Independence Across Cultures

It hit me yesterday afternoon. Today is the U.S. Independence Day. No matter that my daughter, born on July 2nd, blew out candles the day before yesterday. No matter that my Facebook feed has been lit up with pictures of, comments on, and complaints about fireworks. It still snuck up on me. I’m gifted with linear time obliviance that way.

With Costa Rica’s bid for the World Cup over, the streets around me are quiet. Fruit stands dot the roadsides, rather than firework tents. Our schedule is packed, hosting a mission team of 21 at the children’s home where we serve. I share my testimony tonight and have two more dinners to feed them.

Happy 4th of July. I’m trying to figure out how I feel about it.

I’ve never been great at “special days.” In the states, native rhythms did the heavy lifting for us: days off work, neighborhood displays, family gatherings. Colorful flyers shouted discounts for snaps and ground flowers. We stuffed ourselves at picnics and laughed at the smoke bombs that puffed a little less each year.

Here, Independence Day is September 15th and celebrates liberty from Spain, won without a fight. A nighttime parade of festive lanterns, carried by school children, ushers in the holiday as a reminder of the freedom cry spread by word of mouth through the country in 1821.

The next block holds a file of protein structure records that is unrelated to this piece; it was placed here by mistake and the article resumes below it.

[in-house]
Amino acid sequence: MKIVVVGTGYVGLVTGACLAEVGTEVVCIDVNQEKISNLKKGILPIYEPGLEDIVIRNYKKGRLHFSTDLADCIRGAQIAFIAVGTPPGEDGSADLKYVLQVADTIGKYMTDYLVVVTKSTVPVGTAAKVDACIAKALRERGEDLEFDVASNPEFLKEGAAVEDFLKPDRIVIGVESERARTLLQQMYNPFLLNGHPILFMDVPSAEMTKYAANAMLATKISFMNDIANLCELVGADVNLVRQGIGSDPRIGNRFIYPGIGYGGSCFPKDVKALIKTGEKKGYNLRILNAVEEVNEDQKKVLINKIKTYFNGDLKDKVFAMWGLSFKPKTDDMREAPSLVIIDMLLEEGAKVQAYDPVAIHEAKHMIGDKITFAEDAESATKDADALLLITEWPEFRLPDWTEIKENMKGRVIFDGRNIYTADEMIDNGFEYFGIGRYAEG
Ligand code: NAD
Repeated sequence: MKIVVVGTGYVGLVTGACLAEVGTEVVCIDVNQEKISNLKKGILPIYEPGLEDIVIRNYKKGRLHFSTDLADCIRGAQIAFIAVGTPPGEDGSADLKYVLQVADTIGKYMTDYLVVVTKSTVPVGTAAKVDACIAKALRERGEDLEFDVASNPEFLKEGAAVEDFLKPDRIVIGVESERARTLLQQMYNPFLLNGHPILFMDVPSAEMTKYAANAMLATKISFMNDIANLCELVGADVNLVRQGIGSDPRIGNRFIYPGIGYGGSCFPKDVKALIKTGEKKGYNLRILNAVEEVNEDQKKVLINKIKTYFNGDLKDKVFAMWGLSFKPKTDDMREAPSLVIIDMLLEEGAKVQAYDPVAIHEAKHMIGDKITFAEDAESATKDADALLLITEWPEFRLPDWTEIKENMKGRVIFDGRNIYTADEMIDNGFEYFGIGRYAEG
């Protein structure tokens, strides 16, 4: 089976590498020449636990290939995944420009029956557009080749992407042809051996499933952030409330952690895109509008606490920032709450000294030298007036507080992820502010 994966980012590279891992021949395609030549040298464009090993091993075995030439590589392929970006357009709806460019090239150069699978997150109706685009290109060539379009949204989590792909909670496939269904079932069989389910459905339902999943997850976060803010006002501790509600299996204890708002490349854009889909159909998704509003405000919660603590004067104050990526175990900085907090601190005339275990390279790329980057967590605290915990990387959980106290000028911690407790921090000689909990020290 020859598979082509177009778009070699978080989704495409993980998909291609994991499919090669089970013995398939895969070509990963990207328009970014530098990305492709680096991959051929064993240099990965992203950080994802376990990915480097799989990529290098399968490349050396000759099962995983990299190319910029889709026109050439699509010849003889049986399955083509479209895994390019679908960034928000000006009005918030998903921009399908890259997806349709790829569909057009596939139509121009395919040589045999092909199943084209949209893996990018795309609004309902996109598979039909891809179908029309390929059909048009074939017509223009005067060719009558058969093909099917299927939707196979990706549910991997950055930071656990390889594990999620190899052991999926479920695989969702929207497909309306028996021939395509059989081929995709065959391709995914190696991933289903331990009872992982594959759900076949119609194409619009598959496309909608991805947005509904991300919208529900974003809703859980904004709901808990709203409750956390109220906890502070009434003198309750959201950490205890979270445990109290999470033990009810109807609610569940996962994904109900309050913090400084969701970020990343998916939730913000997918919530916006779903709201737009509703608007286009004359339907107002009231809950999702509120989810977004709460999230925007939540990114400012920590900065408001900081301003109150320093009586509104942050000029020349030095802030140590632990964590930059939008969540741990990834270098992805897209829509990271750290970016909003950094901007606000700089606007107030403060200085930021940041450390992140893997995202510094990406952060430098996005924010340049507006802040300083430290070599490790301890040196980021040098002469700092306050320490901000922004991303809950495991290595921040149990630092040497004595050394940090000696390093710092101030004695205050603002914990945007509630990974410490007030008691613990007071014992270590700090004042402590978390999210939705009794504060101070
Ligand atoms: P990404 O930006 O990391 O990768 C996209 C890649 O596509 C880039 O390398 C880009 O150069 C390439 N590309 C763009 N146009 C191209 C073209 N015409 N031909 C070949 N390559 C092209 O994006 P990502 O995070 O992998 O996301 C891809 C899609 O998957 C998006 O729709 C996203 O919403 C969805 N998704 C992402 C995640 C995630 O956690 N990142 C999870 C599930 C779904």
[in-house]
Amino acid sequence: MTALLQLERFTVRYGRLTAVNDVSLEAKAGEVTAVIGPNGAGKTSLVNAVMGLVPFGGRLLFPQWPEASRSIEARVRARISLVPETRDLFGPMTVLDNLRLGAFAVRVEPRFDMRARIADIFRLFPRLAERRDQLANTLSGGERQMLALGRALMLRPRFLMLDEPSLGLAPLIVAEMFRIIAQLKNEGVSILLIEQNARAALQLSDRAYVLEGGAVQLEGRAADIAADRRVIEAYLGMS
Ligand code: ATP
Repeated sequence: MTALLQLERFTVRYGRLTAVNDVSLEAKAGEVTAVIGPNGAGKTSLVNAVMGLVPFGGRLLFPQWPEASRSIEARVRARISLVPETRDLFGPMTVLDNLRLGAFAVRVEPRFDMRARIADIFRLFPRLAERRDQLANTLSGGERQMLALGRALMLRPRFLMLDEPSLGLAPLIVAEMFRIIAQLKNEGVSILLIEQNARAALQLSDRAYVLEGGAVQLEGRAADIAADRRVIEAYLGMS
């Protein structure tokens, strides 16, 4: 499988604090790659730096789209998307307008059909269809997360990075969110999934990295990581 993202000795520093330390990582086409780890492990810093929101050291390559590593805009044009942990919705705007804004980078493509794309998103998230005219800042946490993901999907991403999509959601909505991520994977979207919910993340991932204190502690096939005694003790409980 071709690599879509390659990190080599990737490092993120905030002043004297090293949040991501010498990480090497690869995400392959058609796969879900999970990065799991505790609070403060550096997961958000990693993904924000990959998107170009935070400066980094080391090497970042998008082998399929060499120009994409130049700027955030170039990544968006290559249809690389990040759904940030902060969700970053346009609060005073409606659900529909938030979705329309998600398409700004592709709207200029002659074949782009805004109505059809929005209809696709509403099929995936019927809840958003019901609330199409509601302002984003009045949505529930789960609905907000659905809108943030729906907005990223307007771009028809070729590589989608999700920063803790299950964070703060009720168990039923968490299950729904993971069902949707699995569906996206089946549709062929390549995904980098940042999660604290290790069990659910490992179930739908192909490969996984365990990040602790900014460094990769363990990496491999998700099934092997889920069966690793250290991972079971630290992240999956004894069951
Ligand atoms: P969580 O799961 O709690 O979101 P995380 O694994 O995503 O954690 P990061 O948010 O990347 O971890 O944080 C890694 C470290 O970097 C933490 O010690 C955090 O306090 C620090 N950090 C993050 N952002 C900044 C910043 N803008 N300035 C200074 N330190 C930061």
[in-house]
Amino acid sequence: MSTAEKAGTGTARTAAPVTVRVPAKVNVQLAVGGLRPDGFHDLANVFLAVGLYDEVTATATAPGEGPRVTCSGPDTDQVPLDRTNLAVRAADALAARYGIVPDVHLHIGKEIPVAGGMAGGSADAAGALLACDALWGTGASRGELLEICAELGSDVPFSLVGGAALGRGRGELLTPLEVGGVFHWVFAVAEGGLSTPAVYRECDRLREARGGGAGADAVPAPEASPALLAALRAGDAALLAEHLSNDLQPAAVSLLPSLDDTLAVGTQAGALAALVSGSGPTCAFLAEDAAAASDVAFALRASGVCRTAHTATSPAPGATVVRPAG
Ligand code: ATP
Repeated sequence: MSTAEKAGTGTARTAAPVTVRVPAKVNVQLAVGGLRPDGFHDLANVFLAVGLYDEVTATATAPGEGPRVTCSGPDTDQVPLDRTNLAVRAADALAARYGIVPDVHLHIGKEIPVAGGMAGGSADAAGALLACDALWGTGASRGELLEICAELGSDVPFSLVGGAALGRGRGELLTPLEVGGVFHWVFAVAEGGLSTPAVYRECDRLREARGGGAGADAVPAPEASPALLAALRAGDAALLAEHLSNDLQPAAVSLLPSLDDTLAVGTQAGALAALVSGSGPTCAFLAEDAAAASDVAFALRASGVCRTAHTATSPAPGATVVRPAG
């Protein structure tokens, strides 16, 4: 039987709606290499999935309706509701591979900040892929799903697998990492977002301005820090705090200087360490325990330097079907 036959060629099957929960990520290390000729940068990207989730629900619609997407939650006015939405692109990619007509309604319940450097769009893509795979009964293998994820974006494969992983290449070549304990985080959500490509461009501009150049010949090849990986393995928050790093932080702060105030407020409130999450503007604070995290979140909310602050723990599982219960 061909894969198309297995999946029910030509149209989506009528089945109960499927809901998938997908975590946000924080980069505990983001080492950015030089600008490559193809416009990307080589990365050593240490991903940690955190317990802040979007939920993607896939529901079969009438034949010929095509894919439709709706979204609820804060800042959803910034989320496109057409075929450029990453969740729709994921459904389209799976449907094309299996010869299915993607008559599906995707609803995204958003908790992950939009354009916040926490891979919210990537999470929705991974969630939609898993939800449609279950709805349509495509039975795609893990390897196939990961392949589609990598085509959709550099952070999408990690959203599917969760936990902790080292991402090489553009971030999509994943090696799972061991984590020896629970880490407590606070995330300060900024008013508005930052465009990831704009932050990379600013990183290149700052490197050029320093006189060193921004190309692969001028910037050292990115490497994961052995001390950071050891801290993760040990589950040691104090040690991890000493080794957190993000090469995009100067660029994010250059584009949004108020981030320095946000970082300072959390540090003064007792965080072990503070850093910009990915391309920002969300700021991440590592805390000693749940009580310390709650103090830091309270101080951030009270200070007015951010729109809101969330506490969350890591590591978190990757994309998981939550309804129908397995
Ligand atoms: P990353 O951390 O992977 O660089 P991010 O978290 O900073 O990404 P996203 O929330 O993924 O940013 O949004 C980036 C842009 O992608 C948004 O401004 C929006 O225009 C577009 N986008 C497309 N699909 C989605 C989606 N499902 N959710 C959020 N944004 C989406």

It may be a regular workday in Costa Rica, but everything about our home country affects the life our family lives here: all of our financial support, the spiritual covering of our sending church, the freedom granted by the eagle on our passports. Now, more than ever, we appreciate the privilege of our birthplace.

blake-guidry-722181-unsplashJust across the northern border, Nicaragua’s streets are choked with blockades. The citizens of that nation marched peacefully in mid-April to protest corruption and injustice. The presidential leadership unleashed months of harsh violence in response. What doesn’t rate high on the news feed has sent missionaries we know fleeing to safety, crippled business and services in Nicaragua, and flooded the borders with people seeking refuge.

We of the land of the free and the home of the brave, we don’t have utopia, but we can’t even fathom living that.

The red, white, and blue twirls my daughter hung up this morning speak something deeper to me than national identity and the faces I miss in my homeland. I did nothing to earn the benefits my country gives me; but everything about there, makes it possible for me to serve the Lord here.

Today is business as usual in Central America, yet I can feel the picnics and starbursts in the stateside air. They shine in memories of the ones we love, deep gratitude for the liberty geography gave us, and reverent honor for the long fight of many to keep us free.

May we all use it well.

I think it will be a Happy 4th of July.

I urge you, first of all, to pray for all people. Ask God to help them; intercede on their behalf, and give thanks for them. Pray this way for kings and all who are in authority so that we can live peaceful and quiet lives marked by godliness and dignity.  1Timothy 2:1-2 NLT


What’s your culture for Independence Day?

Passport Photo by Blake Guidry on Unsplash

3 Month Recap

The clock has spun away 3 1/2 months since our family touched down in Costa Rica.  Over Thanksgiving we were grateful for these highlights: